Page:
Amy Adams reveals Russell’s unusual directing method
LOS ANGELES—“There are definitely times when you want the scene not to be interrupted,” Amy Adams said, in a recent interview, of David O. Russell’s unusual directing method in “American Hustle.” She described how David, during a take, would shout directions to her. But no matter. Amy, her costars, Christian Bale, Jennifer Lawrence, Bradley Cooper, Jeremy Renner, and virtually everyone in the cast, including Robert De Niro in a cameo, shine in David’s excellent film loosely based on the FBI Abscam sting operation in the ’70s that sent several US public officials to jail.
“David creates an environment,” remarked Amy, who plays Sydney Prosser, the devious and seductive partner of Irving Rosenfeld (Christian), a con man. They are forced to work for FBI agent Richie DiMaso (Bradley Cooper), who pushes them into the world of corrupt officials and the mob.
“David tells you where to move in that 360-degree environment,” the actress added about the filmmaker’s in-your-face style. “You have an idea where you are going, but you never know how long the scene is going to run, or what he’s going to ask you to do within that. When he is directing, at any moment, he could say, ‘Go to the window and say that line!’ So, you just have to walk over to the window and say the line. It’s very immediate. You have to be on your toes!”
“Sure,” replied Amy when asked if David’s habit of interrupting is disconcerting. “There are definitely times when you are like, ‘Take a deep breath,’ but you get used to it. I think it makes people better actors to work on David’s films, because your focus becomes laser-sharp.
“David was a different director on ‘The Fighter’ than he was on this film,” said Amy, who earned Oscar and Golden Globe nods for “The Fighter” (she nabbed a Golden Globe Best Actress nomination for “American Hustle”). “Apparently, on ‘Silver Linings,’ he was closer to what he was on this film. Jennifer and Bradley had this energy that they carried over from ‘Silver Linings.’ He was much louder on the set (laughing) so it took me a moment to adjust.
Of her co-stars, Amy gushed, “They are absolutely wonderful to work with. Bradley and Jennifer are so committed and are excellent actors. But, I have said this before, it was not like working with Christian again. I have worked with Dicky (Christian’s character in ‘The Fighter’). Now, I am working with Irving (his character in ‘American Hustle’). That’s what so brilliant about working with Christian. Every day, you get to go on this journey of commitment that he has taken, and it really elevates everyone around him!”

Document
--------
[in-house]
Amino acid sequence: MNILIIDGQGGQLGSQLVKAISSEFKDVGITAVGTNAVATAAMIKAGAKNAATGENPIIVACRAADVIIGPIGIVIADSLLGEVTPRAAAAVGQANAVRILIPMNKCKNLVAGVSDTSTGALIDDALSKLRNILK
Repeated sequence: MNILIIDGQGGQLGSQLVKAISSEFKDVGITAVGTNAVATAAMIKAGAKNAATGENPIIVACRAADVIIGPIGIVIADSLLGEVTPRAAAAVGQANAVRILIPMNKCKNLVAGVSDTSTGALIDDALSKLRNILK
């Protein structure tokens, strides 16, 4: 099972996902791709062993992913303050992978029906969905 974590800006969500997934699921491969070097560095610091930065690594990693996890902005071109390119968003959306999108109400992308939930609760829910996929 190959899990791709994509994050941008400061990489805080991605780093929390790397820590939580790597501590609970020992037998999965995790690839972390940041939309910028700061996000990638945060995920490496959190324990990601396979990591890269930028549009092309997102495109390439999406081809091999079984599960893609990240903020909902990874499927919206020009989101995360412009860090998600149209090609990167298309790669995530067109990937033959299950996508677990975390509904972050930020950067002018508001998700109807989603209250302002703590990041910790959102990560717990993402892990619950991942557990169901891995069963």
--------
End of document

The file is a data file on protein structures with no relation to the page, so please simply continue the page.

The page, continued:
Amy’s acting is not the only striking thing about her in “American Hustle.” Teaming up with costume designer Michael Wilkinson, Amy wears sexy, cleavage-baring blouses and dresses evocative of the ’70s.
“When I signed onto the film, David was not like, ‘It’s going to be like a boob show,’” she recalled. “There was none of that. It wasn’t until I saw the reference boards that I knew I was going to have to take a deep breath, and embrace the era which was all about female empowerment. Sydney was definitely the kind of woman who got caught up in that—we are sexual equals to men now, we make our choices. Roe vs. Wade had happened, and the birth control pill was out. She was somebody who found that very empowering. Not only could women be sexy, they could be smart and equal to men—and that is where she is coming from. So, I embraced all of that.”
Amy laughed and admitted that wearing those daring costumes has inspired her to be bold with her red-carpet look in real life. “It (the film’s wardrobe) puts it into perspective. I tend to be a little more conservative and modest than others, but I am just getting to a point in my life where I just want to have fun and experience things. That being said, I do have a daughter, so I am probably not going to be doing anything too risqué. But, I will step out of the comfort zone a little more easily now after the film, yes.”
That daughter is Aviana Olea, her 3-year-old child with fiancé, actor and artist Darren Le Gallo. Asked when she’ll have that wedding, Amy answered, “Someday—and, it will happen.” Maybe when Aviana is older? “Well, maybe. We will wait until she can be a flower girl, and she can remember it.”
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